Four-star Gen. Mark Milley was retiring on Friday following a four-year tenure as Chairman of the Joint Chiefs of Staff.
Milley was handing over the reins to Gen. Charles “C.Q.” Brown, who was confirmed by the Senate last week following a months-long blockade on military nominations by Sen. Tommy Tuberville (R-AL), obstructing hundreds of military promotions in protest of the government’s paying for service members and their families to travel across state lines to obtain abortions.
As Chair, Gen. Milley has overseen successes like the killing of ISIS leader Abu Bakr al Baghdadi and supporting Ukraine in its 19-month-long war against Russia.
However, Milley also oversaw the botched August 2021 withdrawal of U.S. troops from Afghanistan, amid which a member of the terrorist organization ISIS-K detonated a suicide bomb near Kabul airport, killing 13 U.S. service members and wounding 20 others.
But under the shadow of that disaster, Milley had words of credit for the men and women who had served in uniform since the September 11, 2001 terrorist attacks on the U.S.
“Since then, the men and women of the United States military and our interagency partners have fought tirelessly to defeat terrorists in Afghanistan and around the world, both at home and abroad. Their talent, their efforts have carried this fight day and night,” Milley said in a joint briefing with Defense Secretary Lloyd Austin on September 1, 2021, further noting that “for the past 20 years, there’s not been a major attack on our Homeland.”
Milley was promoted to Chairman of the Joint Chiefs in 2019 after being nominated by then-President Trump. Clashes between the pair would blaze in the headlines up to and including Milley’s last week on duty.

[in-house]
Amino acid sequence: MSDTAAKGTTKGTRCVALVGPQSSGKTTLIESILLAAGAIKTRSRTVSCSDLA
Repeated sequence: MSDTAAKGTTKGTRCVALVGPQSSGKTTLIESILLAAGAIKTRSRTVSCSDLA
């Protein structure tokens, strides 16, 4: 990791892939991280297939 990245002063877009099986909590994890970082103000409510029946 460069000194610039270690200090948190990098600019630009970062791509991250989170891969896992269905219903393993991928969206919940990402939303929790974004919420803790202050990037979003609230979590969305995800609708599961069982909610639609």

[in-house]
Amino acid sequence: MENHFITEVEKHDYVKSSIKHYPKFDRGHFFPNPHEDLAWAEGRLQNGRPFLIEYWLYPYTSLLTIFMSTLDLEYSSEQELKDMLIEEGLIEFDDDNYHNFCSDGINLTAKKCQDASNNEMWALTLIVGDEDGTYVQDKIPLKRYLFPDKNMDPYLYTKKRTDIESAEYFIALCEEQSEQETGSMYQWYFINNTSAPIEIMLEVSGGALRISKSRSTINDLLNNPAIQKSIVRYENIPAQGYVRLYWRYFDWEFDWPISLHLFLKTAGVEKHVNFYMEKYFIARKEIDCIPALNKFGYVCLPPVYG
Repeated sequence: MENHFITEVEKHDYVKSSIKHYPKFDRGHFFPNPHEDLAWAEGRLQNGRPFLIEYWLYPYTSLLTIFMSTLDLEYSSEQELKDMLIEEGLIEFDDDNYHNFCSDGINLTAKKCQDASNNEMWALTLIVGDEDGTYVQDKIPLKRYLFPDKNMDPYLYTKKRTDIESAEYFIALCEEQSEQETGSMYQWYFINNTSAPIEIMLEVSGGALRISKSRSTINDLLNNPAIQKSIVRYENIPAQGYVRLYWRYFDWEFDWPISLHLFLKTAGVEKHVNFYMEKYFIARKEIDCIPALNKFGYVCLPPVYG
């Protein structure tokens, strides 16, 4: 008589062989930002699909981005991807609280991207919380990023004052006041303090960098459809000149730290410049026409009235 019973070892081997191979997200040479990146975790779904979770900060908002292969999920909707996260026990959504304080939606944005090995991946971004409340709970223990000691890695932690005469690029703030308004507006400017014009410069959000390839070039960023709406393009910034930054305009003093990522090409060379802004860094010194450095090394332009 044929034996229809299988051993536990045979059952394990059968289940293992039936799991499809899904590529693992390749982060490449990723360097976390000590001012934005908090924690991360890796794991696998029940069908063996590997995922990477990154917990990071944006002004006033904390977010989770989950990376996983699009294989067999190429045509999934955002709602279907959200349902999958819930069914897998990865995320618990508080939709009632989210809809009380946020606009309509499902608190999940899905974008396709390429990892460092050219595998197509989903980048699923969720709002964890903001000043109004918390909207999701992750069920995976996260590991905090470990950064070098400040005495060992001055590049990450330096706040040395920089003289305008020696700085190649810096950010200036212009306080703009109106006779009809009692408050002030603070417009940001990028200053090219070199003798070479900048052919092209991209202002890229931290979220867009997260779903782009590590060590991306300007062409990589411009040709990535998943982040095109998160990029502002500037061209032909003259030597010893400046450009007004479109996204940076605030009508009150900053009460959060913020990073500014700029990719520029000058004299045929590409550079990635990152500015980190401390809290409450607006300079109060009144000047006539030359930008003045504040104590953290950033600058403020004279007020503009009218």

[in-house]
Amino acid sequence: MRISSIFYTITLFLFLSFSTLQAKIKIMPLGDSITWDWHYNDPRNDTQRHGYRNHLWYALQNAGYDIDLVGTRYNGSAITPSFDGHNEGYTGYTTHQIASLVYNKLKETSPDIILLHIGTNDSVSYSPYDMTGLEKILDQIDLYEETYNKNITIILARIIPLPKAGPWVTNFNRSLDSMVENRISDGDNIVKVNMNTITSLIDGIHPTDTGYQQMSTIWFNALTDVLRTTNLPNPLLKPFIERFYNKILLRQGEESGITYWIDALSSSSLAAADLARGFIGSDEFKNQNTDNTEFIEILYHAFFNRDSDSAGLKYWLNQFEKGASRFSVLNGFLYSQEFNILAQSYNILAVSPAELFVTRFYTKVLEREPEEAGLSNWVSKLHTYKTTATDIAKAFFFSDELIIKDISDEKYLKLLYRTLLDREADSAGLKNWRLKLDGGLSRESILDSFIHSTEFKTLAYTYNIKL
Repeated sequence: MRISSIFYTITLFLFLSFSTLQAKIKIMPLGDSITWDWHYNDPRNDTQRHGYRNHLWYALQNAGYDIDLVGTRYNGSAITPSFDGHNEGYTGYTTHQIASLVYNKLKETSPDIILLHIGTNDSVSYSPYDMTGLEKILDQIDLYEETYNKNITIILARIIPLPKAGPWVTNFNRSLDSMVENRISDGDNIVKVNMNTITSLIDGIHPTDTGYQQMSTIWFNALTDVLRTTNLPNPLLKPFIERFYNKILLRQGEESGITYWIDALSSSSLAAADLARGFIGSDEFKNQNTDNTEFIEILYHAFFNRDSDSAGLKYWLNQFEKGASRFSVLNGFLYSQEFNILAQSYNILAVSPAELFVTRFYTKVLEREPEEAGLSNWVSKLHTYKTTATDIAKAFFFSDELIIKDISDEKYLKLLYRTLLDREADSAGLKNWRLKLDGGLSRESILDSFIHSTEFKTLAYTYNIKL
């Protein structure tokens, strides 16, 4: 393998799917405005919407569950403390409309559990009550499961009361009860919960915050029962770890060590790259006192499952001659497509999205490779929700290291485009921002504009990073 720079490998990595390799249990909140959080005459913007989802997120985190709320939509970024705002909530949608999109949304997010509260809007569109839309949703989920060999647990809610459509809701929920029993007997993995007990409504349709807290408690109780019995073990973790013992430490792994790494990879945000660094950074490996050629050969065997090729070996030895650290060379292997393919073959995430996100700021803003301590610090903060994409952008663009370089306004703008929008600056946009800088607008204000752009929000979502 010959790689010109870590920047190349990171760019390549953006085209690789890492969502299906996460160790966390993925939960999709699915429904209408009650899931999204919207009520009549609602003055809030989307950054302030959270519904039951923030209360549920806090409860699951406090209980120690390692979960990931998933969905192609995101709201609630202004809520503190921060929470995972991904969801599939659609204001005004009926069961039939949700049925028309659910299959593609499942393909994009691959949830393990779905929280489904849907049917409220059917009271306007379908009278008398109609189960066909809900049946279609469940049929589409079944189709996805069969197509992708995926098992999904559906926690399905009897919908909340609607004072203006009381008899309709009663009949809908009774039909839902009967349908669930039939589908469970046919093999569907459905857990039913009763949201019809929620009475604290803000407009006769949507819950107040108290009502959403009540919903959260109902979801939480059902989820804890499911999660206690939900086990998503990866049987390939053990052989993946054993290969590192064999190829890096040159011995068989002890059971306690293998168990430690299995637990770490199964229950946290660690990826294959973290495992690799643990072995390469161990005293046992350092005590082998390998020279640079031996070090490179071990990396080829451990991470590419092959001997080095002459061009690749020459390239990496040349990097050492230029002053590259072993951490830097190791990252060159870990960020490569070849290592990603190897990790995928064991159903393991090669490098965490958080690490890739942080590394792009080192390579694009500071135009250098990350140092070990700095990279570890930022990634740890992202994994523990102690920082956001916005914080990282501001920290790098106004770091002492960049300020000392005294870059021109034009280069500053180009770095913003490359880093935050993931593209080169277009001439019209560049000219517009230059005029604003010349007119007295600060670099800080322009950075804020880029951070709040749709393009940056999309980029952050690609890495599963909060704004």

In 2020 Milley publicly apologized for joining Trump as he marched from the White House to a nearby church for a photo opportunity after authorities cleared Black Lives Matter protesters by using tear gas and rubber bullets.
In a “60 Minutes” interview set to air this Sunday on CBS, Milley said he has taken “appropriate measures” to ensure his safety after Trump posted about the the four-star General on his platform Truth Social.
In the posting, Trump wrote that Milley had committed an act “so egregious” when he called officials in China to reassure them in the aftermath of the deadly January 6, 2021 insurrection on the U.S. Capitol, that “in times gone by, the punishment would have been DEATH.”
Milley’s phone call had been explicitly authorized by officials in the Trump Administration.
During a ceremony Friday honoring Milley, President Biden noted that the outgoing Chairman was a “combat infantryman, a master parachuter, a Green Beret, a warrior who served a total of five years in war zones from Panama to Haiti to Bosnia to Afghanistan to Iraq, with a chest full of medals to show for it.”
Milley in his own outgoing remarks thanked others for their service, including Medal of Honor recipients, wounded warriors, the active military members currently standing guard around the world and gold star families.
“You are in fact the most capable and lethal military force in the world today, and in all given history,” said Milley.